Khateeb: It just felt like someone threw itching powder and you were just constantly on it?

Joseph: It was the worst itching you could ever see and it was super dry. I was just like this isn’t horrible, but I can fix this. I was like, you know what? I’ll get a doctor’s appointment. That was the first thing.

The second thing I remember having was an extremely bad arm pain. When we could still travel, my family and I met in Oregon to see some other family. I remember my arm hurt so bad and my dad had to go pick me up hot packs and I was taking ibuprofen constantly, which you’re not supposed to do.

But something had to break the pain. I needed something and it would help. It was just a constant pain and eventually it got a little bit better.

The next thing I remember was when we went to the beach during summer, and all my friends were taking pictures. My friend was like, Oh my gosh, you look super skinny! We’re in West Hollywood and we’re all like, thank you, that’s great. Then I remember I put on a shirt to go to a friend’s going away party and the shirt didn’t fit me like it should. The year before, my friends were making fun of the fact that like my shirt was so tight that it was going to burst open because I was working out, so I had gained a lot of muscle, but then the shirt literally just swallowed me whole.

Then I was like, okay, this might not be good, something might be happening. When I finally said, I think it might be cancer was when a lump appeared on my neck. I was at work and I talked to one of the physicians. I said, Hey, I’m going to run the ultrasound on Monday. Can you take a look at it and see what you think? And she was like, yeah, that looks really concerning. You should probably go see your primary as soon as you can. Fortunately, I just had a scheduled appointment with my doctor because I had never seen an actual primary doctor. And I know everybody processed about nurses. We don’t go to the hospital unless we have to go to the hospital, but I said, I’m getting older and I need to probably go see a doctor.

So, I had set up that appointment, not thinking that all these problems were related. Then after seeing that, I said I think this might be cancer, but of course, I didn’t want to say that. I was also having night sweats and I said, Oh, this can’t be good. When I would drink beer or anything like that, I’d have chest pain. Then I did the one thing also that everybody says don’t do – I Googled it.

However, you’re not supposed to do that. But then I was like, with my medical background there was nothing wrong with Googling it.

Khateeb: Yeah, you won’t down the wrong path. You won’t get into that crazy online Facebook forum that people were saying, heal yourself with oils or something like that.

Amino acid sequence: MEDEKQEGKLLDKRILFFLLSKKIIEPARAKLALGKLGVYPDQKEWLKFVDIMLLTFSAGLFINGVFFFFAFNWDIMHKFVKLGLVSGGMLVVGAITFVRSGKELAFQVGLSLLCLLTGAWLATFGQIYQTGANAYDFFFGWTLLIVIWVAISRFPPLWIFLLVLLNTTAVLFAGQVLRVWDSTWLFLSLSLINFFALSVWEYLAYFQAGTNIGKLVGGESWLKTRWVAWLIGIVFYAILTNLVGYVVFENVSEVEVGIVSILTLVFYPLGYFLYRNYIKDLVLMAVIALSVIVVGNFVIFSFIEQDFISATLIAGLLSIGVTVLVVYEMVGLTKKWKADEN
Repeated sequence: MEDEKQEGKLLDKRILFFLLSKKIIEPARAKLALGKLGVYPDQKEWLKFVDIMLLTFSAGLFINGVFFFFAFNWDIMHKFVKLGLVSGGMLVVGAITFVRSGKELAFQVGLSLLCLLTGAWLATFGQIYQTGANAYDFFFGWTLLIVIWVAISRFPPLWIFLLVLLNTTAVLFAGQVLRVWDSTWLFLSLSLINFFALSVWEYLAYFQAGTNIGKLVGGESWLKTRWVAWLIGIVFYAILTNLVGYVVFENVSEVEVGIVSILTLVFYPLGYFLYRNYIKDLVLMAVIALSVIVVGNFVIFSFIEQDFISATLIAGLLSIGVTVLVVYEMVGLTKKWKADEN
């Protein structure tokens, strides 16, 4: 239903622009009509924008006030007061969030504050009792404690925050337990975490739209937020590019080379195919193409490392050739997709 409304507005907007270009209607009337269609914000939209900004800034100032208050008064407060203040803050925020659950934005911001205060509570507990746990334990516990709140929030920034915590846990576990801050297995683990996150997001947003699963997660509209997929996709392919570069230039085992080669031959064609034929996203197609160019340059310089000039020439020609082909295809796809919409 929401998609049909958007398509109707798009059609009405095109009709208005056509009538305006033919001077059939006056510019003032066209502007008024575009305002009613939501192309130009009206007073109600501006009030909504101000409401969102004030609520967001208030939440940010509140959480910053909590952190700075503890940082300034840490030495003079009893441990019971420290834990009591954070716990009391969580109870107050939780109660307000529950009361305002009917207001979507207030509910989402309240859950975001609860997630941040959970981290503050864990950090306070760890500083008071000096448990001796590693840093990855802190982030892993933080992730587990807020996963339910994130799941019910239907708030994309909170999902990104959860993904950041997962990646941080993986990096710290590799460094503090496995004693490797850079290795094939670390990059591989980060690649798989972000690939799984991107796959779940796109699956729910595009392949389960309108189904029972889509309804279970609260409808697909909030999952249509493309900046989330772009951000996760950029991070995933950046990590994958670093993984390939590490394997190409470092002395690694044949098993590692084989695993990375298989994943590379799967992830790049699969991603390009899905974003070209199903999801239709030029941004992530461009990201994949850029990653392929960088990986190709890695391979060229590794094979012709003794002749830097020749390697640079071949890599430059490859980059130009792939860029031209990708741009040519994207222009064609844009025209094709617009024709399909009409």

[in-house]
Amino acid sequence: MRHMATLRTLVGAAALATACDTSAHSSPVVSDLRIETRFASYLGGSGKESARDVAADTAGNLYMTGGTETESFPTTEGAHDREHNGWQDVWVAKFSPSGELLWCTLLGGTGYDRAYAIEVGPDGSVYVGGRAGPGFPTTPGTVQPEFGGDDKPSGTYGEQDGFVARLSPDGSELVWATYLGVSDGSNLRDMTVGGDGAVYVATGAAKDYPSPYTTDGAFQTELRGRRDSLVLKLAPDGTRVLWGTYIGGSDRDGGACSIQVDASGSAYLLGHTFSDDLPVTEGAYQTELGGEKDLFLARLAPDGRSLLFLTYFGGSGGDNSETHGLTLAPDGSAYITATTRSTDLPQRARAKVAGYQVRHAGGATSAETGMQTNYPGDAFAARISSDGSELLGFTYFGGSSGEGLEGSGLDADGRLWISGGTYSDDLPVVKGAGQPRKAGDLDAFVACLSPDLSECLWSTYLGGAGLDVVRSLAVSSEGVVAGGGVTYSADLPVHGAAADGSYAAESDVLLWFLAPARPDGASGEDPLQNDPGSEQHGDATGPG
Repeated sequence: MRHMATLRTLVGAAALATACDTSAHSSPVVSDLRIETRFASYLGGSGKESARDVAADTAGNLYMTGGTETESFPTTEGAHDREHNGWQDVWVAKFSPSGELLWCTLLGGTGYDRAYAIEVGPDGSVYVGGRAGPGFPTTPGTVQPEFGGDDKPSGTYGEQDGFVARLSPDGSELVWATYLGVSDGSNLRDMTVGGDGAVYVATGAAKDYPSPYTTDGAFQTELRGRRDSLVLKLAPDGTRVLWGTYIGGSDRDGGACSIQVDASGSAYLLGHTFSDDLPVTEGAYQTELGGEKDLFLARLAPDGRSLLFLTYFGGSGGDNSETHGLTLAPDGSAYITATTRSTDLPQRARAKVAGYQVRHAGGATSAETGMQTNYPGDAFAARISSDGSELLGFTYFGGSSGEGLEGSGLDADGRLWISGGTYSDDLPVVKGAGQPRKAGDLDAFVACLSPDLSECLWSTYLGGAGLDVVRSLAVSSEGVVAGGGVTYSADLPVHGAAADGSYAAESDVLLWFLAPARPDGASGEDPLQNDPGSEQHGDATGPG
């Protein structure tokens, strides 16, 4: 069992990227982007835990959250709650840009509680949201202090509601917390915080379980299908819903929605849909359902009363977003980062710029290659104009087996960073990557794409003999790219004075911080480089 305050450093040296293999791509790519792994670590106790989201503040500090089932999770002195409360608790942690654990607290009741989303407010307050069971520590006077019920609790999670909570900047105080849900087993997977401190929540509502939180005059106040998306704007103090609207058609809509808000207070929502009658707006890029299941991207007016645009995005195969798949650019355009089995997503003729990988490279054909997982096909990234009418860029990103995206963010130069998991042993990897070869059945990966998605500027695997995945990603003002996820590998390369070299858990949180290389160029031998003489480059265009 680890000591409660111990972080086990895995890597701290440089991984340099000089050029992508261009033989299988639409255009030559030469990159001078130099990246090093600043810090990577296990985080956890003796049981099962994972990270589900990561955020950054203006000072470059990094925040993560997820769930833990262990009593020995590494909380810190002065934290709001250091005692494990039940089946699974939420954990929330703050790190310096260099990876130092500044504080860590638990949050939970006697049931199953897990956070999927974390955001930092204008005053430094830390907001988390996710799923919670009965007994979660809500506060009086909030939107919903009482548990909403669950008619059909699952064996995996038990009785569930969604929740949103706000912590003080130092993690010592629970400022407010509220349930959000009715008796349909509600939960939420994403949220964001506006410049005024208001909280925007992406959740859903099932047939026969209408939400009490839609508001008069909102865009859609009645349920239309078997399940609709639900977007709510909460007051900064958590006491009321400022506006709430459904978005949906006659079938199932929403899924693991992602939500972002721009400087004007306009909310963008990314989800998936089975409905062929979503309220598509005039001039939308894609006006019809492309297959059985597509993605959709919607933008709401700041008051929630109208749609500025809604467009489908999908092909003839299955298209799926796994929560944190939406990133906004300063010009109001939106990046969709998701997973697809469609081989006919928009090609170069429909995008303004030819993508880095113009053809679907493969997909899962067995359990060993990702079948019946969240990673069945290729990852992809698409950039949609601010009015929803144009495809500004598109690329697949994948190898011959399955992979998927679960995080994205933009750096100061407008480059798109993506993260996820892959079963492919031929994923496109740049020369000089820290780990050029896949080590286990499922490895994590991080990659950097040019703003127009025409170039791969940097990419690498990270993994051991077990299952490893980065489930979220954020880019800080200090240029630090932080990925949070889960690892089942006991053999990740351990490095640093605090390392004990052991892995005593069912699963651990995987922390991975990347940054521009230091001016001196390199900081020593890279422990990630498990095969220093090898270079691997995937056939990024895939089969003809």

Joseph: Yeah, I used rationale. Okay, I’m having this chest pain and I feel like something’s wrong with my neck. Then I had to answer questions for myself. Where does the lymphatic system go? I had to review that because, as a bedside nurse, I’m not looking at the lymphatics. That’s not what I have to do, but I was like, let me review that because I know this is a thing and, sure enough, it goes right where the pain was kind of hurting. I looked it up and it said with a lipoma, you’ll have swollen lymph nodes and you could possibly have pain with drinking alcohol.

I was like that seems about what I’m having. At that point, I had an idea of what the diagnosis was. When I saw the doctor, she suggested doing a formal ultrasound of my neck. We were waiting for the results, but before the results came back, I had chest pain again. So, I called her and I said, I honestly think that whatever’s wrong with my neck is wrong with my chest and I think I need a CT. Fortunately, she didn’t give me any pushback. She said, you know what, you’re right. Let’s just go on and get the CT done before the results come back.

That being said, I’m still working. I’m a C3 at work. I have certain things that I have to do. At this point, I’m orienting someone and I have a project that I need to do. I had to go get a punch biopsy. I don’t know if people know what that is.

Khateeb: Explain to some of the non-medical folks what a punch biopsy is.

Joseph: I didn’t know what a punch biopsy was because, again at my job I don’t do that. In the medical field, I feel like if you work in a certain area, you see certain things over and over. Biopsies, not like that. We just don’t see punch biopsies. I’ve never seen it. But I’m like, okay, cool. I go into the office thinking it’ll be fine. I was sure I wasn’t going to be in any pain. It’s not going to be horrible. I can handle anything, I said to myself.